Exhaust plume from launch of Space Shuttle Columbia (STS-94)

GOES-8 visible image

Animations: 3-image sequence | 8-image sequence

These GOES-8 Imager data are from the time of the Space Shuttle Columbia (STS-94) launch (1802 UTC on 1 July 1997). With animation, an exhaust cloud seems to be apparent, starting with the first image after launch (1815 UTC). Two features appear -- a compact, circular cloud (the farthest northeast of the two) moves to the southwest throughout the sequence of images and remains fairly identifiable; the second cloud is very elongated north-south, and also moves to the southwest. This second feature becomes very diffuse and is difficult to distinguish in the later frames (especially with respect to neighboring clouds).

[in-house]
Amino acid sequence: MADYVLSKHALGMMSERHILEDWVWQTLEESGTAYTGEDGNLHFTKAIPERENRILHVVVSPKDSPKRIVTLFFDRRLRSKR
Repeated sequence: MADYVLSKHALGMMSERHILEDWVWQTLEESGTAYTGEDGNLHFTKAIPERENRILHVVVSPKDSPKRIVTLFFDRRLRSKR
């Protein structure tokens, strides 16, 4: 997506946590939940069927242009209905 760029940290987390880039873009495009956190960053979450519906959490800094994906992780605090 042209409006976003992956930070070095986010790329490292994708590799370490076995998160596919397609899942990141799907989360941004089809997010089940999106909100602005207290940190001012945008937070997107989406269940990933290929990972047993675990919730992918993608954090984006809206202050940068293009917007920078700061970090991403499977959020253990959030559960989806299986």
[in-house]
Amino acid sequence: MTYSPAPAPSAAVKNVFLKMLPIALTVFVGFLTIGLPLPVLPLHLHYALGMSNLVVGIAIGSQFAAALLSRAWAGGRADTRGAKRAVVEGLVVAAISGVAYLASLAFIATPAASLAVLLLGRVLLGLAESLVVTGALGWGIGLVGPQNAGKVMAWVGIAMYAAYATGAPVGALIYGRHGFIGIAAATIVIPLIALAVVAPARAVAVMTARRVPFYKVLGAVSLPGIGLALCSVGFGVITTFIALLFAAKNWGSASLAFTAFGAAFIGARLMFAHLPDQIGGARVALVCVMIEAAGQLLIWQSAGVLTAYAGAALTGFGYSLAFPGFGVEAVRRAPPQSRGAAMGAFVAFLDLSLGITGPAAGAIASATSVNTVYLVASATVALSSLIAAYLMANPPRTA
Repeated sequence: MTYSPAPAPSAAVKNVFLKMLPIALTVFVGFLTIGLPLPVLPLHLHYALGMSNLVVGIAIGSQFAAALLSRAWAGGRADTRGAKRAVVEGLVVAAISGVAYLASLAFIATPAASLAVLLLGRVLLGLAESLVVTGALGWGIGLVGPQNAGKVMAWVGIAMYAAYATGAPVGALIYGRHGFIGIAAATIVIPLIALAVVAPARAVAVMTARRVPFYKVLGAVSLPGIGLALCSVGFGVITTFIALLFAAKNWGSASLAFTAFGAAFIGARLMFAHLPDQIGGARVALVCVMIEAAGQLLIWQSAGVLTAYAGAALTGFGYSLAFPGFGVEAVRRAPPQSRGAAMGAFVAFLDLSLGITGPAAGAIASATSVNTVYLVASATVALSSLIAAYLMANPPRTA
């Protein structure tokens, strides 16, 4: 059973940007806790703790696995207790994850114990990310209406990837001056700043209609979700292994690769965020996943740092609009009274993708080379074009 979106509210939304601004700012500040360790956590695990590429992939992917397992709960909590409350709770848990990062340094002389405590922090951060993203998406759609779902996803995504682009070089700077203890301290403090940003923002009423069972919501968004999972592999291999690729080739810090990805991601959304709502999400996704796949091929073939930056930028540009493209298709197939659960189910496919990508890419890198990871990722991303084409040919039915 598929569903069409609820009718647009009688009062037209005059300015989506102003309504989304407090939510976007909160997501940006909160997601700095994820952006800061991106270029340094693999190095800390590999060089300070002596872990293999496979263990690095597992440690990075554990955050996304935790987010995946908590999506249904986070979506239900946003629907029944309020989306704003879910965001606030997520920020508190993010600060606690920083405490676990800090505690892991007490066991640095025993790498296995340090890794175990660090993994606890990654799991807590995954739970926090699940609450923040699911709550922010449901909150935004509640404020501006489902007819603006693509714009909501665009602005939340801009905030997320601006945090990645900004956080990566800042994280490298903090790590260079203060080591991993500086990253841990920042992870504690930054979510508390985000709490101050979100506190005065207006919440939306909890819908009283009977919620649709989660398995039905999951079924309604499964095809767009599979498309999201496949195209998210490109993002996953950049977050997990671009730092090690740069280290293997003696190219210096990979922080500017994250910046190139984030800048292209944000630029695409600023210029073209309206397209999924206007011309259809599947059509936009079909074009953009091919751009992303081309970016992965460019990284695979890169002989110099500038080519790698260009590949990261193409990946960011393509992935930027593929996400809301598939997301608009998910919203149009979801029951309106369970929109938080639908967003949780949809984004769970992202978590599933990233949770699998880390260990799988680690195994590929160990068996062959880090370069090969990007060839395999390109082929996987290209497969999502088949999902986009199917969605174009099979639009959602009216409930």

Perhaps the compact circular cloud is primarily from exhaust gases near the surface associated with ignition at the ground. Sea breezes (from ocean to land) at mid-day may be moving that cloud inland (toward the southwest). The general surface flow, however, is from the northwest, as is evident from the small cumulus field motion. The other elongated cloud may be the tracer associated with the exhaust from the rocket as it gains altitude. Although winds aloft start generally from the northwest as well, by 400 mb (7 km altitude), they become more northerly, and even are from the northeast by 200 mb (12 km altitude). So, it may be reasonable that the exhaust trail drifts to the southest. Overall, wind speeds aloft do not appear very strong, on the order of 20 knots (10 ms-1).

Questions or comments may be directed to Gary.S.Wade@noaa.gov

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